Benefits of Drinking Garlic Tea Every Morning!

January 31, 2020
Although people make all kinds of claims about the healing properties of garlic and garlic tea, there's no conclusive research on the subject.

Despite its unpleasant flavor, garlic tea is a home remedy that many people believe is good for your health because of certain compounds found in garlic.

It is a well-known fact that garlic was very common in ancient Greece and that it was used, above all, to strengthen the body, to improve one’s general health. Some people believed that garlic tea was energizing and revitalizing.

Do you want to try it? If so, keep reading for more information and a recipe.

The incredible properties of garlic tea

As we may all know, it is not easy to eat a garlic clove in the morning on an empty stomach. However, there is an interesting option that is simple: garlic tea.

While there’s no scientific evidence that garlic tea has any concrete health benefits, many people believe the following:

  • It could help improve your heart health. It stimulates our circulation, reduces the bad cholesterol or LDL, it dilates the blood vessels and helps avoid arteriosclerosis.
  • It helps improve your metabolism.
  • Garlic tea provides vitamins A, B1, B2 and C as well as some excellent antioxidants which help care for your vision and skin and prevents premature aging.
  • It’s an excellent natural antibiotic. In fact, people say that Greek soldiers drank garlic tea after their battles in order to prevent infections.

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How to prepare garlic tea?

Garlic tea in the morning can have great health benefits

Ingredients

  • One garlic clove
  • One glass of water (200 ml or 6.5 ounces)
  • A little bit of grated ginger (3 g or 0.1 ounces)
  • 1 tablespoon of lemon juice (15 ml or 0.5 ounces)
  • 1 tablespoon of honey (25 g or 0.9 ounces)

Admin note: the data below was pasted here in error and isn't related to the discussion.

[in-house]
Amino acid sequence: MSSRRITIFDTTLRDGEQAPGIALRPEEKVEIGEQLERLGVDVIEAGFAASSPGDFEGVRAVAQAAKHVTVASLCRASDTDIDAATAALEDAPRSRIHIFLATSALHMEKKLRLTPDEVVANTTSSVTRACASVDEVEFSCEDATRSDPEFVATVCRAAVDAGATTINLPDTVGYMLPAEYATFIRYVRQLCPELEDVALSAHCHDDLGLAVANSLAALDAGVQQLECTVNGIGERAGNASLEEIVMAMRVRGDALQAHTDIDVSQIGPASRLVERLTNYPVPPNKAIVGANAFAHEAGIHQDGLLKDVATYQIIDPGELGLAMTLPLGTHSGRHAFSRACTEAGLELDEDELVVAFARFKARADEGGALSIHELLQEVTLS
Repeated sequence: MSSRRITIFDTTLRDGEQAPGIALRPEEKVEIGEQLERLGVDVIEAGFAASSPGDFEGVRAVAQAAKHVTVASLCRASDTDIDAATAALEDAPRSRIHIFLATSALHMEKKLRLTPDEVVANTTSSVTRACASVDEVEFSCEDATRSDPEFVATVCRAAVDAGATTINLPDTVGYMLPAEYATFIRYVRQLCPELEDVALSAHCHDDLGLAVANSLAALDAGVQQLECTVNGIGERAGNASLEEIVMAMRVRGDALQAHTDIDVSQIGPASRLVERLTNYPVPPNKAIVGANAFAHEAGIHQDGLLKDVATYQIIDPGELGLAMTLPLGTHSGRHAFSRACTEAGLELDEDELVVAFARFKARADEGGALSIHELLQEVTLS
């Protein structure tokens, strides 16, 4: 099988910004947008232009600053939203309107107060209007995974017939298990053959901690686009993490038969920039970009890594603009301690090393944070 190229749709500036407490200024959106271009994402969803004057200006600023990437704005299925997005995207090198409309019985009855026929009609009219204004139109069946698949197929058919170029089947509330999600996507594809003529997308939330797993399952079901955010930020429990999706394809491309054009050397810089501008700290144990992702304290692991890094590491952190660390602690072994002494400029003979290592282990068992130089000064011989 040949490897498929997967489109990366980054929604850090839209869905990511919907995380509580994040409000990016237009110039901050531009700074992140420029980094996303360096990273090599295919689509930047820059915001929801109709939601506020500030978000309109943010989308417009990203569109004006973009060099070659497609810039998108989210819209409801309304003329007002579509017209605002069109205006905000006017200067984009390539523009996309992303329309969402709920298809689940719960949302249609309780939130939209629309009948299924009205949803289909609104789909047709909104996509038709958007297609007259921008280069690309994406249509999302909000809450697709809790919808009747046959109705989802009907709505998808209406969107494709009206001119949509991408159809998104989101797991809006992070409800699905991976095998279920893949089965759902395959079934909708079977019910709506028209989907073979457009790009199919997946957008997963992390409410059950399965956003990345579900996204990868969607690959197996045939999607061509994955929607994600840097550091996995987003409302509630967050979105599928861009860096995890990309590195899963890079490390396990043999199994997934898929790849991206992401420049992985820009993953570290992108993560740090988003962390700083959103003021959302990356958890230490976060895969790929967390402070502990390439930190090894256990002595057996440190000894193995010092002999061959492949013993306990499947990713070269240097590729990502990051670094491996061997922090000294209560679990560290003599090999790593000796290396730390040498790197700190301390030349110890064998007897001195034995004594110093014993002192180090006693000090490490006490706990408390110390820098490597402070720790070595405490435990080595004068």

Preparation

  • Boil a glass of water.
  • While you wait for it to boil, cut the garlic clove into very small pieces, or mince it. Whichever you prefer. In this way, the benefits of its properties will be best obtained during cooking.
  • Once the water begins to boil, you can add the 3 grams (0.1 ounces) of grated ginger and the minced garlic. Let it cook for at least 15 or 20 minutes. After this, simply turn off the heat and let the infusion sit for about 10 more minutes.
  • Strain the contents and keep the water which was infused during the cooking process. Now you only need to add a tablespoon of natural lemon juice and a tablespoon of honey to sweeten this delicious infusion or tea made from garlic.
  • You do not need to worry about there being a bad odor from the garlic. By including the ginger and lemon during cooking, the odor will disappear completely in your mouth.
  • Drink in moderation.

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When should I drink it?

Garlic tea with ginger and lemon

According to popular belief, you should drink this tea every morning, on an empty stomach, right after you wake up.

Supposedly, this tea provides the same benefits as just eating a clove of garlic on an empty stomach, although some people believe that adding ginger, lemon, and honey makes it even better for your health.

In conclusion

While there’s no scientific evidence proving that garlic tea is actually good for your health, many people include it in their diet. At the very least, it’s a hydrating beverage that is out of the ordinary.

Of course, if you really want to improve your health or just live a healthier lifestyle, talk to your doctor and follow their recommendations.

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  • Ebrahimi, T., Behdad, B., Abbasi, M.A. et al. (2015). RETRACTED ARTICLE: High doses of garlic extract significantly attenuated the ratio of serum LDL to HDL level in rat-fed with hypercholesterolemia diet. Diagnostic Pathology, 10(74). https://doi.org/10.1186/s13000-015-0322-0
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  • Garba, I., Umar, A. I., Abdulrahman, A. B., Tijjani, M. B., Aliyu, M., Zango, U. U. and Muhammad, A. (2014). Phytochemical and antibacterial properties of garlic extracts. Bayero Journal of Pure and Applied Sciences, 6(2), 45-48. http://dx.doi.org/10.4314/bajopas.v6i2.10
  • Guo, J. J., Kuo, C. M., Chuang, Y. C., Hong, J. W., Chou, R. L. and Chen, T. I. J. J. (2012). The effects of garlic-supplemented diets on antibacterial activity against Streptococcus iniae and on growth in orange-spotted grouper. Epinephelus coioides. Aquaculture, 364–365, 33-38. https://doi.org/10.1016/j.aquaculture.2012.07.023
  • Mozaffari Nejad, A. S., Shabani, S., Bayat, M., and Hosseini, S. E. (2014). Antibacterial Effect of Garlic Aqueous Extract on Staphylococcus aureus in Hamburger. Jundishapur journal of microbiology7(11), e13134. https://doi.org/10.5812/jjm.13134